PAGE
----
SOLINGEN, Germany, in Westphalia, near the Rhine river, stands on a hill bordering the Wupper River, 20 miles northeast of Cologne. It has Catholic and Protestant churches, a synagogue, schools of various grades, hospital, electricity and all the conveniences of a modern town. It is a center of steel and iron industry in Germany.
The municipality was established in 1374 and the town became
famous for its sword-blades. There are numerous metal factories which turn out
fine cutlery, copper and brass-ware, and surgical instruments, etc., while
several thousand workmen make small articles of cutlery at home. In addition,
there are paper, linen, cotton, silk, soap and other factories. Solingen
cutlery as been famous since medieval times and is supposed to have been
introduced by crusaders from Damascus. Pop. 165,000 in 1997.
("Wappen" translates to standard in English}
Cousin Henri provided us the following description of "Prussia" which so
many of our ancestors referred to their origins in pre-Germany.
You ask to me whether Solingen is in Prussia! I would answer you, that Prussia does not exist any more since the end of the First World War. The German federal Republic now consists of " Länder ". Solingen is now in " Land Nordrhein-Westfahlen ".
If we go back in time, the situation changes. At the time when Caspar Engels and his family emigrated to Klingenthal, Solingen was located in the duchy of Berg, which had been attached into 1618 to what was going to become in 1701 the kingdom of Prussia. See map of Prussia. At the time of Caspar, " Friedrich Wilhelm I " was the king of Prussia. Portrait of Friederick.
Caspar Engels I died in Theegarten a few kilometers from the center of Solingen in the year 1726 and was first married there about year 1669 and was born about 1646 although his birth or marriage record has not been located. Below is a sketch made of the town of Solingen in 1647.
In the year of 1600, Solingen consisted of 188 houses with about 1200 inhabitants. This was the period when the medieval blade makers from Solingen became famous all over Europe and quite wealthy. The 30 Years War (1618-1648) put an end to Solingen's prominence and it was 100 years before it fully recovered from the effects of the War along with the rest of Germany. (A brief history of the War can be found on the Church of the Brethren web site (www.cob-net.org/text/history_30yearwar.htm).
A few kilometers from Solingen, is located the Schloss Burg (Castle Berg), home to the Counts of Burg, who initially used the site as a fortress beginning about 1000 A.D. during the time of the crusades. Today it is a part of the 600 year old, world renowned flatware center of Solingen, and was the actual capital of the Bergische Land during the Middle Ages. It was the seat of the Counts of Burg, who ruled their delightful little realm from here. See the Wupper River valley map. The castle is located at coordinates P-10. (Click on the thumbnail at the left to see a full size view of the castle.)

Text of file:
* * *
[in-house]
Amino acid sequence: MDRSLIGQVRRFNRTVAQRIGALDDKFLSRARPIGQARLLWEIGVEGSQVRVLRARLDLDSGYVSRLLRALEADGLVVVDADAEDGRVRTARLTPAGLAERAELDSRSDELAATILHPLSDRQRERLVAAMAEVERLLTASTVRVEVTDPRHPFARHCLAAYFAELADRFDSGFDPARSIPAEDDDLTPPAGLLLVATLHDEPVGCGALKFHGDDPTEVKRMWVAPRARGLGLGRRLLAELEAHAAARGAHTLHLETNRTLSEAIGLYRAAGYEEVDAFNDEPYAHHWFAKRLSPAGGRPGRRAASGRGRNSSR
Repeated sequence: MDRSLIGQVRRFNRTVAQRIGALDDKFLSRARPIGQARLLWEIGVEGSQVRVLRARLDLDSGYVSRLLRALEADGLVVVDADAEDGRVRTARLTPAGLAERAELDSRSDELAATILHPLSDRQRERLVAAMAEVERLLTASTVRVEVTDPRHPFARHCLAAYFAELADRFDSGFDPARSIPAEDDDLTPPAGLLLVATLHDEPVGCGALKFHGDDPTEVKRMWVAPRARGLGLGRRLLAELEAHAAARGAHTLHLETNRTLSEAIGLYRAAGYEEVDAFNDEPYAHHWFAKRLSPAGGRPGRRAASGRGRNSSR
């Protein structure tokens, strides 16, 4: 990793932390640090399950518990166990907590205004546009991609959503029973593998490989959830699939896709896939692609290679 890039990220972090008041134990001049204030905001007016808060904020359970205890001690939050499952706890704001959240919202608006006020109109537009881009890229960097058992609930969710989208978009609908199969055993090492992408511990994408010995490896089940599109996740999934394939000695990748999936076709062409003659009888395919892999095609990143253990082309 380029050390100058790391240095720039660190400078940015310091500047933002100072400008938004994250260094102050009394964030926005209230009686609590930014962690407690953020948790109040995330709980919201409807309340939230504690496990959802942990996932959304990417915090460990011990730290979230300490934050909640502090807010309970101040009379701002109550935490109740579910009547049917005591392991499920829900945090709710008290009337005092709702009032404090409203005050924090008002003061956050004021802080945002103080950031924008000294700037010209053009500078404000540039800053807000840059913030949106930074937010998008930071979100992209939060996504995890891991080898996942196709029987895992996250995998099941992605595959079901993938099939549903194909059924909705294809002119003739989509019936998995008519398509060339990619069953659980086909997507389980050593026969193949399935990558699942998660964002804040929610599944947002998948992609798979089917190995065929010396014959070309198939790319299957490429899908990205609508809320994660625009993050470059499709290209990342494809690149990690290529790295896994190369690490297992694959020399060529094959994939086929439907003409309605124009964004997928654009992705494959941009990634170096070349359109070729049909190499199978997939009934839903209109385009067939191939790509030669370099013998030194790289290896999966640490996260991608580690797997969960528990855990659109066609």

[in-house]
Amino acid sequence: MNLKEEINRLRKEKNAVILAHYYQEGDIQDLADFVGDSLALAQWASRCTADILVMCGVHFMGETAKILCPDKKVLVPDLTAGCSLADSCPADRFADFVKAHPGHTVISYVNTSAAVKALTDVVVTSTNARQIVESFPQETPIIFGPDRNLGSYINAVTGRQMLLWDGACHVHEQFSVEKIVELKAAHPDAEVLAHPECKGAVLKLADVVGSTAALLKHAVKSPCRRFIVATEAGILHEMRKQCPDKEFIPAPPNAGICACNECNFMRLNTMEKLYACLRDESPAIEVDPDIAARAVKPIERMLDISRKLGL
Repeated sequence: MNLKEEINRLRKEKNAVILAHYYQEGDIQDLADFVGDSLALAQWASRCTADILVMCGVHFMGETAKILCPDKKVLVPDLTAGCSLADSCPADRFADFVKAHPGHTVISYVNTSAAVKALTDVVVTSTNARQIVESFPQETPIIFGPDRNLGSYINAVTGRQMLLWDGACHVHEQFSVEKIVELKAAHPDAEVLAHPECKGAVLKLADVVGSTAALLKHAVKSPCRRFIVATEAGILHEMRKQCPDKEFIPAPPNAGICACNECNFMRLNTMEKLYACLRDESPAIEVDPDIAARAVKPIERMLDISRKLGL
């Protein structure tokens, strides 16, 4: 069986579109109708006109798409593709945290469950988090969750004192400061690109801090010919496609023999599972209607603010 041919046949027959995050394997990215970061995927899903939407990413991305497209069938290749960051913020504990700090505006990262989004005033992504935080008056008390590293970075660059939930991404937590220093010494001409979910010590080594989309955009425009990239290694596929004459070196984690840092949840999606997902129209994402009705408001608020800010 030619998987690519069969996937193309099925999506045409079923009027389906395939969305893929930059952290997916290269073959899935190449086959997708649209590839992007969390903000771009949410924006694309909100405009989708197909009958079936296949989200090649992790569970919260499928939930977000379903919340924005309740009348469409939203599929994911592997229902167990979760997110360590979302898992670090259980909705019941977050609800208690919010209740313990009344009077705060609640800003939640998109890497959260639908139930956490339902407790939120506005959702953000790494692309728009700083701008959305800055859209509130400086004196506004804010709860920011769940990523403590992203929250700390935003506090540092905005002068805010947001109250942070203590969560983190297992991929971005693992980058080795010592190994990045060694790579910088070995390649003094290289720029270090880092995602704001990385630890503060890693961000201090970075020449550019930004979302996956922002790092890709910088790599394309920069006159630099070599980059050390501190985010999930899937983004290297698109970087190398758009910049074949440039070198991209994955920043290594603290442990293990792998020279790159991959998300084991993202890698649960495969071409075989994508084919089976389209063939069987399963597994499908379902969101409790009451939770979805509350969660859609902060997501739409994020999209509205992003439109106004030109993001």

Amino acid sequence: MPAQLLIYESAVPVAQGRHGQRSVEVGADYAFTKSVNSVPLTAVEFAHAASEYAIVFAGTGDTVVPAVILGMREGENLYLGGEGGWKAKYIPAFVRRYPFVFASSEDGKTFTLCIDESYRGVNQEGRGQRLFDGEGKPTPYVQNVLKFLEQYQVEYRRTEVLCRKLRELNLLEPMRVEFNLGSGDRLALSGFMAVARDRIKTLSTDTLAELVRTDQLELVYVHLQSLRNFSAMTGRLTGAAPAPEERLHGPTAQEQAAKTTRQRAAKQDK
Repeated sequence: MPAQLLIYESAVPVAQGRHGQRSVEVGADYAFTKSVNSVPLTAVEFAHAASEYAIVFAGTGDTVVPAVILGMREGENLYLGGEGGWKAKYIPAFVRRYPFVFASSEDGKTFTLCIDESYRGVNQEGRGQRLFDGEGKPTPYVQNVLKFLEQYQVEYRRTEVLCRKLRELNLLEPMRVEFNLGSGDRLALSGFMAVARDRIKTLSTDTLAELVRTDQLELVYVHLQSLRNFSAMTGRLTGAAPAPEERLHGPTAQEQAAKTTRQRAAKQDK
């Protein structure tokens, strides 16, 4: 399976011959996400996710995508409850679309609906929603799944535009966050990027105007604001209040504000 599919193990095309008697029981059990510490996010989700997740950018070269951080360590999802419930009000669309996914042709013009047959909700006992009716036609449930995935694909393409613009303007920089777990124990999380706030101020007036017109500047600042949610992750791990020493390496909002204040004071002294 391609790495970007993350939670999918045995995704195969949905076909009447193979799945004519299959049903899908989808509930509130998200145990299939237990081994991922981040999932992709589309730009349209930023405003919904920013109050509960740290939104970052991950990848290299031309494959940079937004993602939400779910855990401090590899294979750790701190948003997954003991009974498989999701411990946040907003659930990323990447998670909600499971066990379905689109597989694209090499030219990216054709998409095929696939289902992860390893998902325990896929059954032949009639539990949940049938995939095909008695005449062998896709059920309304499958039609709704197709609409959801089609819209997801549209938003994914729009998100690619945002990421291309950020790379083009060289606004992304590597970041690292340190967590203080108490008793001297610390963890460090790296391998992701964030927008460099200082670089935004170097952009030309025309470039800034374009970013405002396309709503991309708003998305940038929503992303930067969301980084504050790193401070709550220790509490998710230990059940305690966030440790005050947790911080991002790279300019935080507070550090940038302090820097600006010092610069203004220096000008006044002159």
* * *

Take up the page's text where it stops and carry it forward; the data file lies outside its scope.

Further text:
In the first half of the 12th century, Count Adolf of Berg resolved to build a new castle. He found the ideal site on the Wupper, high upon a mountain cliff. The old, small castle on the Dhünn was transferred over to the Cistercians, who first built a monastery there, and later the famous and well known Altenberg Cathedral. The family of Berg would come to be closely tied to the monastery that was always well provided for by the Counts. It would also become the grave church for the counts.
The Counts of Berg, originally from Cologne, had conquered this land to which they gave their name. The first castle must have looked downright modest. Only the Keep was constructed on a big, broad scale. It was living quarters and defense. But already, at that time, a wall surrounded the entire grounds, including the craftsman settlement, and served to its defense. Around 1150 Adolf entered the Altenberg Monastery. It is said, that the cruelties of war had influenced him.
More than 100 meters above the Wupper, Schloss Burg is enthroned upon a mighty cliff rising out of the river. On the east side of the castle, which was especially open to danger, a deep wide moat was dug out of the sheer rock. Here rose up a shielding wall which protected the high castle keep from attack. On the other three sides, the estate lands, originally free from trees and bushes, fell below in a steep slope, making attack almost impossible.
Without a doubt, Count Engelbert II was the most famous of the Counts of Berg. A statue of him stands in front of his castle. To this day, the castle dimensions are essentially those which Engelbert maintained during his short reign. At the time of his death he was just 40 years old. In just a few years - from 1218 to 1225 - he built up the castle to be his splendid ruling seat and an insurmountable mighty fortification. - His high office seemed to demand just such a fortification. The "palas" of the castle is an impressive building; the Keep projects wide above the Bergish Land. The walls and towers surrounding the castle render it impenetrable. A craftsman settlement grew up inside the castle estate where some 500 people lived, worked, and defended the castle in case of attack. Strangers in those days must have been amazed by the gigantic proportions of the castle.